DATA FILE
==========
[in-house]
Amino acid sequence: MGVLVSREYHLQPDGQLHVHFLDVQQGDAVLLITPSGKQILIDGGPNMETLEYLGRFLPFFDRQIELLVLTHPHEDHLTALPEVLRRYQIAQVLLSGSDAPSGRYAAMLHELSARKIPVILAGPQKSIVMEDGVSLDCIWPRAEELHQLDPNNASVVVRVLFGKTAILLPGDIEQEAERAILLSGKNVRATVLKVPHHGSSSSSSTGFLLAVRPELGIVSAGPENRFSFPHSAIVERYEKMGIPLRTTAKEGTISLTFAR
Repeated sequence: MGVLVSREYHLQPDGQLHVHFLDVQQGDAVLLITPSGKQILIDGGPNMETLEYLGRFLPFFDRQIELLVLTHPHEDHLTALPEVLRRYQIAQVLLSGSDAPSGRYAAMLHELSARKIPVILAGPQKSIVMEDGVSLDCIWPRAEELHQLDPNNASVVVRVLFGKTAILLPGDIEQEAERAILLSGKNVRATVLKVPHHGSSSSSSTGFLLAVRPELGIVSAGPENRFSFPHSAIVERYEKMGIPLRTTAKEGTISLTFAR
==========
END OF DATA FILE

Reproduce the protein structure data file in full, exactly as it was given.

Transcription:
[in-house]
Amino acid sequence: MGVLVSREYHLQPDGQLHVHFLDVQQGDAVLLITPSGKQILIDGGPNMETLEYLGRFLPFFDRQIELLVLTHPHEDHLTALPEVLRRYQIAQVLLSGSDAPSGRYAAMLHELSARKIPVILAGPQKSIVMEDGVSLDCIWPRAEELHQLDPNNASVVVRVLFGKTAILLPGDIEQEAERAILLSGKNVRATVLKVPHHGSSSSSSTGFLLAVRPELGIVSAGPENRFSFPHSAIVERYEKMGIPLRTTAKEGTISLTFAR
Repeated sequence: MGVLVSREYHLQPDGQLHVHFLDVQQGDAVLLITPSGKQILIDGGPNMETLEYLGRFLPFFDRQIELLVLTHPHEDHLTALPEVLRRYQIAQVLLSGSDAPSGRYAAMLHELSARKIPVILAGPQKSIVMEDGVSLDCIWPRAEELHQLDPNNASVVVRVLFGKTAILLPGDIEQEAERAILLSGKNVRATVLKVPHHGSSSSSSTGFLLAVRPELGIVSAGPENRFSFPHSAIVERYEKMGIPLRTTAKEGTISLTFAR